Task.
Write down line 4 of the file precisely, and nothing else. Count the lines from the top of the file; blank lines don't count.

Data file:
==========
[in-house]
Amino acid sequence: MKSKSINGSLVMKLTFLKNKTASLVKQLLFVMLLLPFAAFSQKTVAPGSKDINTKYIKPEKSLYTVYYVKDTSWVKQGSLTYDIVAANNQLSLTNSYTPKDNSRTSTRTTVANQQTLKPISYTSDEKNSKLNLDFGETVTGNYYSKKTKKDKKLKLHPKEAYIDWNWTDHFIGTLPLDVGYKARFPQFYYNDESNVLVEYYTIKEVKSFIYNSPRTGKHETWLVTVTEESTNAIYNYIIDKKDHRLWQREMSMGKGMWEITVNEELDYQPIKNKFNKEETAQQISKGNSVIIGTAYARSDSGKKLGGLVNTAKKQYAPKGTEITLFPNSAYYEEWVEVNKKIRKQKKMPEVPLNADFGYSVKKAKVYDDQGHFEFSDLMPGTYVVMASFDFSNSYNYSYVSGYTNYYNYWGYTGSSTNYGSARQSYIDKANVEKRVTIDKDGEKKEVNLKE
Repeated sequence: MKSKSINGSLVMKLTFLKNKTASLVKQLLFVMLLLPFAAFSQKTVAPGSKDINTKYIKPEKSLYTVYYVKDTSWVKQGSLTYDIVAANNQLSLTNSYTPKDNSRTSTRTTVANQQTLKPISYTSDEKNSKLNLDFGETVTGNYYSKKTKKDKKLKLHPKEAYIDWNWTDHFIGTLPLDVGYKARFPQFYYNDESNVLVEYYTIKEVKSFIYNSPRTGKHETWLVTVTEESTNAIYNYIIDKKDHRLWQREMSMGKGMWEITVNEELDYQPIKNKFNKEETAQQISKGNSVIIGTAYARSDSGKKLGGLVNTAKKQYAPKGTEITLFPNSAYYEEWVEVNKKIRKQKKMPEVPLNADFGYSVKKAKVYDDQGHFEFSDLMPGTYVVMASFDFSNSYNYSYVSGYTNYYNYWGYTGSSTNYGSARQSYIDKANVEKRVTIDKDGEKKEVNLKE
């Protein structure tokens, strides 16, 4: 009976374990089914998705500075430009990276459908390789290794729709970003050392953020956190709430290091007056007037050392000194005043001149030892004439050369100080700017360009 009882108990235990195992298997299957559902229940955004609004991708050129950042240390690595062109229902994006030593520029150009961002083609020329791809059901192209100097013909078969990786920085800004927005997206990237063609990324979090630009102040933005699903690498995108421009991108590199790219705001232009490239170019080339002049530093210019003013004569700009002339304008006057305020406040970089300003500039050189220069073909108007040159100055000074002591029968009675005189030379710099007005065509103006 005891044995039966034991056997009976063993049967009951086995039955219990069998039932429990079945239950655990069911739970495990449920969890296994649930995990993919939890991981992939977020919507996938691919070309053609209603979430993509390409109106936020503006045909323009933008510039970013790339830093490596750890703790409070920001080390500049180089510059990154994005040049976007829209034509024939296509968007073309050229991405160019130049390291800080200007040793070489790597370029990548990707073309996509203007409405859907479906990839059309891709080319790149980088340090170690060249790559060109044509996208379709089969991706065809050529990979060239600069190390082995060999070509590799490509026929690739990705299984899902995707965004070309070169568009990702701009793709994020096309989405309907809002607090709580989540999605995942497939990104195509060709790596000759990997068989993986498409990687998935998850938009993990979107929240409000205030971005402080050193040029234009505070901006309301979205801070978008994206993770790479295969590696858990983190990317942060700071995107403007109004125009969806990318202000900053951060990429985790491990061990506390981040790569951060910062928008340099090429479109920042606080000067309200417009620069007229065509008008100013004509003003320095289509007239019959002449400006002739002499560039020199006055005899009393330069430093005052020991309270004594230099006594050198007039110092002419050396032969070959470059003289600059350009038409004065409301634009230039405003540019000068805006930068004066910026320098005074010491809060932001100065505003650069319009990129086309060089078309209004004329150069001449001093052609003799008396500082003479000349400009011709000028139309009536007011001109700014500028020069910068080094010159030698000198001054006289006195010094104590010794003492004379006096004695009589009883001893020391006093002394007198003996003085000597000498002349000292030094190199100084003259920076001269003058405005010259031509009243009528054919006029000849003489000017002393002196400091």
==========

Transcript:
């Protein structure tokens, strides 16, 4: 009976374990089914998705500075430009990276459908390789290794729709970003050392953020956190709430290091007056007037050392000194005043001149030892004439050369100080700017360009 009882108990235990195992298997299957559902229940955004609004991708050129950042240390690595062109229902994006030593520029150009961002083609020329791809059901192209100097013909078969990786920085800004927005997206990237063609990324979090630009102040933005699903690498995108421009991108590199790219705001232009490239170019080339002049530093210019003013004569700009002339304008006057305020406040970089300003500039050189220069073909108007040159100055000074002591029968009675005189030379710099007005065509103006 005891044995039966034991056997009976063993049967009951086995039955219990069998039932429990079945239950655990069911739970495990449920969890296994649930995990993919939890991981992939977020919507996938691919070309053609209603979430993509390409109106936020503006045909323009933008510039970013790339830093490596750890703790409070920001080390500049180089510059990154994005040049976007829209034509024939296509968007073309050229991405160019130049390291800080200007040793070489790597370029990548990707073309996509203007409405859907479906990839059309891709080319790149980088340090170690060249790559060109044509996208379709089969991706065809050529990979060239600069190390082995060999070509590799490509026929690739990705299984899902995707965004070309070169568009990702701009793709994020096309989405309907809002607090709580989540999605995942497939990104195509060709790596000759990997068989993986498409990687998935998850938009993990979107929240409000205030971005402080050193040029234009505070901006309301979205801070978008994206993770790479295969590696858990983190990317942060700071995107403007109004125009969806990318202000900053951060990429985790491990061990506390981040790569951060910062928008340099090429479109920042606080000067309200417009620069007229065509008008100013004509003003320095289509007239019959002449400006002739002499560039020199006055005899009393330069430093005052020991309270004594230099006594050198007039110092002419050396032969070959470059003289600059350009038409004065409301634009230039405003540019000068805006930068004066910026320098005074010491809060932001100065505003650069319009990129086309060089078309209004004329150069001449001093052609003799008396500082003479000349400009011709000028139309009536007011001109700014500028020069910068080094010159030698000198001054006289006195010094104590010794003492004379006096004695009589009883001893020391006093002394007198003996003085000597000498002349000292030094190199100084003259920076001269003058405005010259031509009243009528054919006029000849003489000017002393002196400091």